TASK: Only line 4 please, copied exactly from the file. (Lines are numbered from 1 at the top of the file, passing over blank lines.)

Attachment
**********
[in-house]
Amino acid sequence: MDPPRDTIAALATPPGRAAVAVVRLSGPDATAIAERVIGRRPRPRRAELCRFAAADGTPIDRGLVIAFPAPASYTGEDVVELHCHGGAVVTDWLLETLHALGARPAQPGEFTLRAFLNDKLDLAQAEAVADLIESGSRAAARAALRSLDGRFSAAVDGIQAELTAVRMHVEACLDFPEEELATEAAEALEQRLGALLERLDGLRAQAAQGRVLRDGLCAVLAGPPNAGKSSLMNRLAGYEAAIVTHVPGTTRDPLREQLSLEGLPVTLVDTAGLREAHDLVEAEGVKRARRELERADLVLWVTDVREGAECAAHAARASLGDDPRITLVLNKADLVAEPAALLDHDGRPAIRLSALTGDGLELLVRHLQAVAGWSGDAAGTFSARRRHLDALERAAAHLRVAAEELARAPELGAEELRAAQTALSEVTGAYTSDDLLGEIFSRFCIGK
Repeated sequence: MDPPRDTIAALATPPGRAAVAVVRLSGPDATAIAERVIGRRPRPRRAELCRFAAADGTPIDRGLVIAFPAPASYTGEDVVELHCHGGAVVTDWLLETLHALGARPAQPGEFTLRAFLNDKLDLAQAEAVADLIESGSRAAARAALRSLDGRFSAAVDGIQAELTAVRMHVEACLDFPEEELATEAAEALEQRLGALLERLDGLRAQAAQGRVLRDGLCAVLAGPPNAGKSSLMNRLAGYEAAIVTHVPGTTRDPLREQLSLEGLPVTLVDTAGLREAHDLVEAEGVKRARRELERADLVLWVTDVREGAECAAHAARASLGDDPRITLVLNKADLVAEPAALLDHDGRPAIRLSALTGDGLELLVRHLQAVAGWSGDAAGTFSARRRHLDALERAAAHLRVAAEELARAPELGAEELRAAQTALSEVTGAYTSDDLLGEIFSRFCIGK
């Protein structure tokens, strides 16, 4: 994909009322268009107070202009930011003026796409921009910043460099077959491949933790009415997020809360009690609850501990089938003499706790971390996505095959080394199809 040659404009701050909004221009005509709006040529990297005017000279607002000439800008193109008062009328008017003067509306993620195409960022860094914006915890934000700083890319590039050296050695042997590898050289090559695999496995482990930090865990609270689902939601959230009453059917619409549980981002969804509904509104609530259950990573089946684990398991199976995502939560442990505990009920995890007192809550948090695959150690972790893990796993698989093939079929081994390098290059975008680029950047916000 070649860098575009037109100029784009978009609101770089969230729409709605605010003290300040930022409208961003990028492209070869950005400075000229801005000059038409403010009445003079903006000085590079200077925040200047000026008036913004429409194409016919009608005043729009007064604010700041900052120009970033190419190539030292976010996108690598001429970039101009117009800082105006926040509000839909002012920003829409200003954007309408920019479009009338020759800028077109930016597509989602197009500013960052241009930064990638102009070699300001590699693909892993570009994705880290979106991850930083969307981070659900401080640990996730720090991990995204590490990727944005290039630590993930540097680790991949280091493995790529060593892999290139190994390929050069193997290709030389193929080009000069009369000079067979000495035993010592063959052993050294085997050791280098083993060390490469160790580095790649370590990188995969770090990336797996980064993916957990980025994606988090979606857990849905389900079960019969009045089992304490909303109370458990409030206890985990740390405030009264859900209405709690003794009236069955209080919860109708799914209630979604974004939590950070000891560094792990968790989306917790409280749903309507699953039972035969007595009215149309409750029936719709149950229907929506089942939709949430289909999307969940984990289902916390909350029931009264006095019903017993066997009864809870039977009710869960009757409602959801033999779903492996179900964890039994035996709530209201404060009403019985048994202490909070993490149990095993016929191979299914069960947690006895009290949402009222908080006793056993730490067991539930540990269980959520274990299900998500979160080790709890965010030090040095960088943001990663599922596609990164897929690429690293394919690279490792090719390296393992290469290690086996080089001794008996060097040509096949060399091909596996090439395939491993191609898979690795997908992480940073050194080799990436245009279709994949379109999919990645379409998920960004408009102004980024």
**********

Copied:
């Protein structure tokens, strides 16, 4: 994909009322268009107070202009930011003026796409921009910043460099077959491949933790009415997020809360009690609850501990089938003499706790971390996505095959080394199809 040659404009701050909004221009005509709006040529990297005017000279607002000439800008193109008062009328008017003067509306993620195409960022860094914006915890934000700083890319590039050296050695042997590898050289090559695999496995482990930090865990609270689902939601959230009453059917619409549980981002969804509904509104609530259950990573089946684990398991199976995502939560442990505990009920995890007192809550948090695959150690972790893990796993698989093939079929081994390098290059975008680029950047916000 070649860098575009037109100029784009978009609101770089969230729409709605605010003290300040930022409208961003990028492209070869950005400075000229801005000059038409403010009445003079903006000085590079200077925040200047000026008036913004429409194409016919009608005043729009007064604010700041900052120009970033190419190539030292976010996108690598001429970039101009117009800082105006926040509000839909002012920003829409200003954007309408920019479009009338020759800028077109930016597509989602197009500013960052241009930064990638102009070699300001590699693909892993570009994705880290979106991850930083969307981070659900401080640990996730720090991990995204590490990727944005290039630590993930540097680790991949280091493995790529060593892999290139190994390929050069193997290709030389193929080009000069009369000079067979000495035993010592063959052993050294085997050791280098083993060390490469160790580095790649370590990188995969770090990336797996980064993916957990980025994606988090979606857990849905389900079960019969009045089992304490909303109370458990409030206890985990740390405030009264859900209405709690003794009236069955209080919860109708799914209630979604974004939590950070000891560094792990968790989306917790409280749903309507699953039972035969007595009215149309409750029936719709149950229907929506089942939709949430289909999307969940984990289902916390909350029931009264006095019903017993066997009864809870039977009710869960009757409602959801033999779903492996179900964890039994035996709530209201404060009403019985048994202490909070993490149990095993016929191979299914069960947690006895009290949402009222908080006793056993730490067991539930540990269980959520274990299900998500979160080790709890965010030090040095960088943001990663599922596609990164897929690429690293394919690279490792090719390296393992290469290690086996080089001794008996060097040509096949060399091909596996090439395939491993191609898979690795997908992480940073050194080799990436245009279709994949379109999919990645379409998920960004408009102004980024």